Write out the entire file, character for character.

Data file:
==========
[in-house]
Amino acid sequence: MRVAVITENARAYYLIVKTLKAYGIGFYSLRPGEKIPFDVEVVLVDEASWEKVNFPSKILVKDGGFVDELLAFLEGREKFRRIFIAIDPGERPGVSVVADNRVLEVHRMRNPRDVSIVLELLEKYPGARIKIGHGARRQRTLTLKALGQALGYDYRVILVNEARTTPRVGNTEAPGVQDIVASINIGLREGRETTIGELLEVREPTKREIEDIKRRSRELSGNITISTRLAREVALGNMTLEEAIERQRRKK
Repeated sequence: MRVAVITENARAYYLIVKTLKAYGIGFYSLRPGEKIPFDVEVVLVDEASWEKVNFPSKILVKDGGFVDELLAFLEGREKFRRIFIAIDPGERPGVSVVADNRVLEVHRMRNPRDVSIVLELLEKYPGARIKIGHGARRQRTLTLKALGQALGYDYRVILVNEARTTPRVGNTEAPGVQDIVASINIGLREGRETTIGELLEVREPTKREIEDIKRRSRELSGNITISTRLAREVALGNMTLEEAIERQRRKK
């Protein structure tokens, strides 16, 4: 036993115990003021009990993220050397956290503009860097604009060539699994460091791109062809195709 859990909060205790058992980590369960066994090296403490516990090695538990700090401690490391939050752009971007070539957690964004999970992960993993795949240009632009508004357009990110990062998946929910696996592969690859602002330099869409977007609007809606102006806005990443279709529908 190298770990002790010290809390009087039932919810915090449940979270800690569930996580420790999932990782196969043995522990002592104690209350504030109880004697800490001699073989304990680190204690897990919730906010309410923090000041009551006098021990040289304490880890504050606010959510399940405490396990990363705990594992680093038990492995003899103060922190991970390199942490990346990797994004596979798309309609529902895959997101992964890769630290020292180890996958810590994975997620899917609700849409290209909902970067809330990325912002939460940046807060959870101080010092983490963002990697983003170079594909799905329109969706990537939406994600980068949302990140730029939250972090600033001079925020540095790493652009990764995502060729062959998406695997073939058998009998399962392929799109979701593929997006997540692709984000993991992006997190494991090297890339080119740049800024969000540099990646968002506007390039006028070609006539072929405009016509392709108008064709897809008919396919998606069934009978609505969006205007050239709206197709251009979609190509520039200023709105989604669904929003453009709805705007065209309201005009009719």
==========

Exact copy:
[in-house]
Amino acid sequence: MRVAVITENARAYYLIVKTLKAYGIGFYSLRPGEKIPFDVEVVLVDEASWEKVNFPSKILVKDGGFVDELLAFLEGREKFRRIFIAIDPGERPGVSVVADNRVLEVHRMRNPRDVSIVLELLEKYPGARIKIGHGARRQRTLTLKALGQALGYDYRVILVNEARTTPRVGNTEAPGVQDIVASINIGLREGRETTIGELLEVREPTKREIEDIKRRSRELSGNITISTRLAREVALGNMTLEEAIERQRRKK
Repeated sequence: MRVAVITENARAYYLIVKTLKAYGIGFYSLRPGEKIPFDVEVVLVDEASWEKVNFPSKILVKDGGFVDELLAFLEGREKFRRIFIAIDPGERPGVSVVADNRVLEVHRMRNPRDVSIVLELLEKYPGARIKIGHGARRQRTLTLKALGQALGYDYRVILVNEARTTPRVGNTEAPGVQDIVASINIGLREGRETTIGELLEVREPTKREIEDIKRRSRELSGNITISTRLAREVALGNMTLEEAIERQRRKK
């Protein structure tokens, strides 16, 4: 036993115990003021009990993220050397956290503009860097604009060539699994460091791109062809195709 859990909060205790058992980590369960066994090296403490516990090695538990700090401690490391939050752009971007070539957690964004999970992960993993795949240009632009508004357009990110990062998946929910696996592969690859602002330099869409977007609007809606102006806005990443279709529908 190298770990002790010290809390009087039932919810915090449940979270800690569930996580420790999932990782196969043995522990002592104690209350504030109880004697800490001699073989304990680190204690897990919730906010309410923090000041009551006098021990040289304490880890504050606010959510399940405490396990990363705990594992680093038990492995003899103060922190991970390199942490990346990797994004596979798309309609529902895959997101992964890769630290020292180890996958810590994975997620899917609700849409290209909902970067809330990325912002939460940046807060959870101080010092983490963002990697983003170079594909799905329109969706990537939406994600980068949302990140730029939250972090600033001079925020540095790493652009990764995502060729062959998406695997073939058998009998399962392929799109979701593929997006997540692709984000993991992006997190494991090297890339080119740049800024969000540099990646968002506007390039006028070609006539072929405009016509392709108008064709897809008919396919998606069934009978609505969006205007050239709206197709251009979609190509520039200023709105989604669904929003453009709805705007065209309201005009009719």